Surfwear giant Quiksilver has missed second quarter revenues and sales targets, announcing that it will dump non-core brands and liquidate excess inventory, placing further pressure on embattled rival Billabong. Quarterly losses at Quiksilver blew out to $US32.4 million, up from $US5.1 million a year ago, as revenue fell 6.8% to $US458.7 million. “Asia-Pacific revenues fell 9%, with the shortfall driven by headwinds in the Australia wholesale market. But we were pleased to see solid positive comp store sales growth in our full-price retail stores in that market,” Quiksilver chief financial officer Richard Shields said. Echo attacks Crown as Sydney casino battle intensifies Echo Entertainment chairman John O'Neill has lashed out at James Packer-controlled rival crown, alleging the casino giant is waging a “smear campaign” against Echo chief executive John Redmond as part of its campaign to win a second Sydney Casino licence. According to reports, the leaked emails allegedly detail an internal investigation by Echo into whether Redmond fell asleep in one of the bars at its Star Casino just weeks before taking over as chief executive. “These allegations are entirely baseless and the timing of this cheap smear campaign comes as no real surprise," Mr O'Neill told The Australian. Virgin looks to spread its wings further into Asia Virgin Australia is looking to begin running flights to Singapore using its long-range Boeing 777 or A330 aircraft in a bid to strengthen its alliance with Singapore Airlines. For its part, Singapore Airlines has purchased 19.9% of the shares in Virgin, with Virgin in turn recently cleared to take a controlling stake in Singapore Airlines controlled low-cost carrier Tiger Airways Australia. The move comes as Qantas moved its new international hub to Abu Dhabi in the United Arab Emirates. Overnight The Dow Jones Industrial Average lost 0.06% to 15,238.59. the Aussie dollar is down to US94.64 cents.
Boeing has warned of delays in deliveries of its 787 Dreamliner jumbo jets, with the aircraft grounded by air safety regulators in several countries as a result of overheating batteries.
China’s State Council has unveiled new energy conservation plans that would see the nation dramatically cut the growth rate of its coal consumption.
Australian musician Clare Bowditch will accelerate the development of her side project Big Hearted Business after smashing her $26,450 target on local crowdfunding platform Pozible.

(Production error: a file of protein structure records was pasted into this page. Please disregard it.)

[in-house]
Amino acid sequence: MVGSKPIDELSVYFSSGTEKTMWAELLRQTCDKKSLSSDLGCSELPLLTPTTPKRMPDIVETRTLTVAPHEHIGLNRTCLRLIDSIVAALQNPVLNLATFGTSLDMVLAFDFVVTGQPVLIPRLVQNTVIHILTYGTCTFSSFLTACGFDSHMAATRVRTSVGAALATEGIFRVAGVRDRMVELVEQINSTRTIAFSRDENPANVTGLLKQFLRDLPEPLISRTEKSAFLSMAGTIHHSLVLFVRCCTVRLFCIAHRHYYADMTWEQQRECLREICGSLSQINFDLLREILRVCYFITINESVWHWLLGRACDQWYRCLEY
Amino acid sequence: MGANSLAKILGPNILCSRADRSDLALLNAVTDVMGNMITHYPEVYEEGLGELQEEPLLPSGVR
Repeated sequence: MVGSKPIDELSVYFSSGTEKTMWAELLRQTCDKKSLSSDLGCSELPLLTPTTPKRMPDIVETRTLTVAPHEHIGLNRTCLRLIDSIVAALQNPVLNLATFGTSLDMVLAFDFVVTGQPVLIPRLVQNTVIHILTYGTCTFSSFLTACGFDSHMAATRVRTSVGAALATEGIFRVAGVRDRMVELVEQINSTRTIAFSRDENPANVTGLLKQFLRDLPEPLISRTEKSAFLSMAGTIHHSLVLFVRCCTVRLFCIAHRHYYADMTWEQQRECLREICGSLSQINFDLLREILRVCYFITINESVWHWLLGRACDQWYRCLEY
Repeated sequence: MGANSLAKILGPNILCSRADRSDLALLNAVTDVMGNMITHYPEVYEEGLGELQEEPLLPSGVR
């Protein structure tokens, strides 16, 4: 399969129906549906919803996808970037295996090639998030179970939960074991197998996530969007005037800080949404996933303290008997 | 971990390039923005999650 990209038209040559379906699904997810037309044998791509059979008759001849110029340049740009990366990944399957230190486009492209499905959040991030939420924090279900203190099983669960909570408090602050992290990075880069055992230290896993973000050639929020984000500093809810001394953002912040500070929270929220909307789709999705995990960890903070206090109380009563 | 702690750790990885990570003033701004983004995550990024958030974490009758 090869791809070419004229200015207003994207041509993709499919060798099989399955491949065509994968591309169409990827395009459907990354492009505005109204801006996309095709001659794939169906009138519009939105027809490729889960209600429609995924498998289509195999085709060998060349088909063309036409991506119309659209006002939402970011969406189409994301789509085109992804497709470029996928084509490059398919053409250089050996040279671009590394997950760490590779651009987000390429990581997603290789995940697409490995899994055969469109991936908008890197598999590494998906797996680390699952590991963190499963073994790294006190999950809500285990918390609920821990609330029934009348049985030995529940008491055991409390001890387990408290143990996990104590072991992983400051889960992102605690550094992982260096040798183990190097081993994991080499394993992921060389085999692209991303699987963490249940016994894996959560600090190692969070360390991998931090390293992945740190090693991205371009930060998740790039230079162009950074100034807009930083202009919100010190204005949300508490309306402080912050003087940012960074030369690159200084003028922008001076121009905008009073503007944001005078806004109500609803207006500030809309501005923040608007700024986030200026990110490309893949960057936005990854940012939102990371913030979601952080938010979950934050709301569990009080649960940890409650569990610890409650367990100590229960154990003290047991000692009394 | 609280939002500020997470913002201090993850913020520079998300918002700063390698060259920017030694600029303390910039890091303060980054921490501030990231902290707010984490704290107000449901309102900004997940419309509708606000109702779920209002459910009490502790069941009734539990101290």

G’Day USA has returned with a vengeance in 2013, with more than 25 events set to showcase Australian business capabilities, marking the 10th anniversary of the promotion vehicle of all things Australian.
Businesses large and small are rushing onto Twitter and Facebook in an attempt to engage with customers.
The healthcare and social services sectors now employ more people than any other industry in Australia, according to results from the 2011 Australian census.
Climate Friendly, a business that helps households and companies reduce their contribution to climate change, has been named the City of Sydney Business of the Year 2012.
I see so many start-ups that simply waste money, unintentionally (I've invested in them).
In the previous post on Being Unique I discussed what a unique selling proposition (USP) is and how vital it is to a successful business.
Prime Minister Julia Gillard has urged business and union leaders to “speak up” for the Australian economy in order to take advantage of the opportunities provided by Asian markets.
Australia needs to review the level of assistance given to specific industries to better help businesses that are struggling, according to a Productivity Commission report.
Facebook’s share price slumped by 11% on its second full day of trading, sparking debate that the tech giant’s stock was given an overvalued initial price.
Google is asking the High Court to overturn a finding that it published misleading and deceptive advertisements, in a case that will have big ramifications for online advertising.
The Federal Government has announced it will fast-track the assessment process for skilled US workers coming to Australia. Under the agreement, US tradespeople will able to complete a skills assessment before coming here. It will mean faster processing times for 457 visa applicants and better job security. The changes are designed to deal with the skills shortage in the construction and resources industries. Jetstar faces fine over pilot pay Qantas offshoot Jetstar could face hefty fines if allegations are proved that it hired trainee pilots from New Zealand on individual contracts but did not pay them superannuation and charged them for training in Australia. The Fair Work Ombudsman launched legal action yesterday against Australian companies Jetstar Airways Pty Ltd and Jetstar Group Pty Ltd, and New Zealand entity Jetstar Airways Limited. Ombudsman Nicholas Wilson alleges Jetstar Airways Limited breached workplace laws when it hired the trainee pilots on individual contracts in New Zealand, when it was foreseeable they would work predominantly in Australia. Rates tipped to remain on hold Economists are not expecting the Reserve Bank to cut interest rates today, despite a low inflation rate creating favourable conditions. According to the monthly TD Securities-Melbourne Institute Inflation Gauge, the annual rate of inflation has reached a two-year low of just 1.8%. However, none of the 24 economists surveyed by Bloomberg are expecting the RBA to cut the official cash rate when the board meets later today. Overnight The Australian dollar has risen after the release of strong manufacturing data in the US. At 6.30am, the local unit was trading at 104.27 US cents, up from 104.07 cents yesterday.
Liberal premiers are working to take control of the Federal-state agenda to overcome obstacles in the Gillard Government’s process, and pursue new reforms following the election of Queensland Premier Campbell Newman.